He has many deep friendships with Russian Orthodox believers.

    Wagler comes back each summer to Kansas, where he helps his sister with her farm and vegetable market. “I could live here, too,” he said, “but my home is Russia.”

    In the U.S. he is a member of Plainview Mennonite Church near Hutchinson. In Russia, he’s a member of a local Baptist church.

    “Among the three major historical roots of the Russian Baptists, the strongest is that from the Mennonites of Ukraine,” he said. “In the 19th century revival that produced what later became the Mennonite Brethren, Mennonite young people began reaching out to their Slavic neighbors, and many met Jesus. They became Baptists.”

    “In the West we know about the suffering of the evangelical believers during the Soviet era,” he said. “But for every evangelical pastor who was killed or imprisoned during those times, there were scores of Orthodox leaders who suffered the same. Now Russian Christians have been restored to a position of dignity. But they are not controlled by, nor do they control, the government. Each is independent. The vision is for harmony.”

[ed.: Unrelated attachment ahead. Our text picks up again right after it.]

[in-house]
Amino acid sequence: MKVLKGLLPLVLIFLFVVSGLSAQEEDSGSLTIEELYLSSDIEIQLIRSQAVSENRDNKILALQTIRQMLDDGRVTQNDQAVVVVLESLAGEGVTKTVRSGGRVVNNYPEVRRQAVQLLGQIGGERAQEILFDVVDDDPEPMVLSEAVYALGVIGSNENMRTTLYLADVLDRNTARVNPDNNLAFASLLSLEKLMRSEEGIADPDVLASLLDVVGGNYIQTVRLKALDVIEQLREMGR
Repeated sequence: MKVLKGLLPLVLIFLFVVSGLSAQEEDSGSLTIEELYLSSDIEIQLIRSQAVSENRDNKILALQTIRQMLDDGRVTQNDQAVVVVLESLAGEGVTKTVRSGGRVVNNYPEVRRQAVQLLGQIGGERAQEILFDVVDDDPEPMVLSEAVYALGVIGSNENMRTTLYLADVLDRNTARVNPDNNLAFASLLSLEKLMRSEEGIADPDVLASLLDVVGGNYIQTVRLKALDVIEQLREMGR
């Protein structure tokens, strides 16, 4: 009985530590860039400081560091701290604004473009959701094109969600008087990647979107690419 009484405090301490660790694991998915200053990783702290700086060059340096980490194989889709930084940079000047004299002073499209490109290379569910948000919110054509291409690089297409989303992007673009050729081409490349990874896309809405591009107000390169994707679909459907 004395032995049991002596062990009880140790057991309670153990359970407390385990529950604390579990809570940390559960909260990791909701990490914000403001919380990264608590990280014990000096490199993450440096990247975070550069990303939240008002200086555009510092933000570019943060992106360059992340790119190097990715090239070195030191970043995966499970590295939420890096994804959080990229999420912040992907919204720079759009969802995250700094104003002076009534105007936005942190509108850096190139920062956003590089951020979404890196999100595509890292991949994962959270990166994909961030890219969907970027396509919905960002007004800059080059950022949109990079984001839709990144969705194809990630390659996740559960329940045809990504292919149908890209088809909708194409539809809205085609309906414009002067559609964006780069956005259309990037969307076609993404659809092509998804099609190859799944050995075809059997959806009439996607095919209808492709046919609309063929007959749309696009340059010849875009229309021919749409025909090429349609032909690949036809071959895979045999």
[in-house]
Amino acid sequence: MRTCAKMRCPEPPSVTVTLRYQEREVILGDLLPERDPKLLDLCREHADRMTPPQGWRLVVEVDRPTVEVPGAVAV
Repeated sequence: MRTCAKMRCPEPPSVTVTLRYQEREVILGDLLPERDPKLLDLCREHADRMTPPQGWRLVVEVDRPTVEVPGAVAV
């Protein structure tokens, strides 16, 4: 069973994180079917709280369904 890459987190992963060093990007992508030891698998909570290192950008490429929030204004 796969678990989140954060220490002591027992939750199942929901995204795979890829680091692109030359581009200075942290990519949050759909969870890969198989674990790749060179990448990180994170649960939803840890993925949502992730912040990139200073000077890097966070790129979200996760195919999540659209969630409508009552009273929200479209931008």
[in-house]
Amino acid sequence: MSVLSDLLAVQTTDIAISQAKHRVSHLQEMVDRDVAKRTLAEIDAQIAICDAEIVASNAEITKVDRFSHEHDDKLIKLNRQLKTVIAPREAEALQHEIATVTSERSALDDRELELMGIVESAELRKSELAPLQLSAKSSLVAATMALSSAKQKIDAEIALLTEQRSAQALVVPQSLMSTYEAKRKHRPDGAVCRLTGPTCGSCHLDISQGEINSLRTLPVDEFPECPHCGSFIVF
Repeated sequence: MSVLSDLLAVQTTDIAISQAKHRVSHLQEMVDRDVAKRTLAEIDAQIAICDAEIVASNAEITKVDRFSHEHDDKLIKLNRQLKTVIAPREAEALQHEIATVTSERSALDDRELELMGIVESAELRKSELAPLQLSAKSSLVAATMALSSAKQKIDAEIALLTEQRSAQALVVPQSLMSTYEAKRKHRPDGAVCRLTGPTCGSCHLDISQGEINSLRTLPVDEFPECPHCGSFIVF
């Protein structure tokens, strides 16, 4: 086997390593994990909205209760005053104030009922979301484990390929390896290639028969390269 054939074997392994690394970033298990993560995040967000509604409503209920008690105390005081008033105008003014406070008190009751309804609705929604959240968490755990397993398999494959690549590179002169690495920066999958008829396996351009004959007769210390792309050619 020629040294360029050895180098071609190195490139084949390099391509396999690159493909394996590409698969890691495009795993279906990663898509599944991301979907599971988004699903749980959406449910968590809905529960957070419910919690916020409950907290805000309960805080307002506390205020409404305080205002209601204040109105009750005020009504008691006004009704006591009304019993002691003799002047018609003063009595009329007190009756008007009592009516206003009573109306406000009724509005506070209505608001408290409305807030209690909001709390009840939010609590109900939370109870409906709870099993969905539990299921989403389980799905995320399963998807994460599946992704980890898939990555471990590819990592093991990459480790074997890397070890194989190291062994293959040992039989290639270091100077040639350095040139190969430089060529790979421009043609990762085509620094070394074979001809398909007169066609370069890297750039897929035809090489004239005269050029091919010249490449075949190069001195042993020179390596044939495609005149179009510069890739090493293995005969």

“Why do so many Western evangelicals become Orthodox?” I asked.

    Wagler replied: “In every worship service the people together say clearly, ‘I believe . . . ’ What if Anabaptists said it that clearly, then lived it?”

    Richard Showalter lives in Irwin, Ohio, and travels in Asia, Africa, the U.S. and beyond as a teacher, preacher, writer and servant.

  3. eslkevin says:

    https://ideaexchange.uakron.edu/cgi/viewcontent.cgi?article=1014&context=amishstudies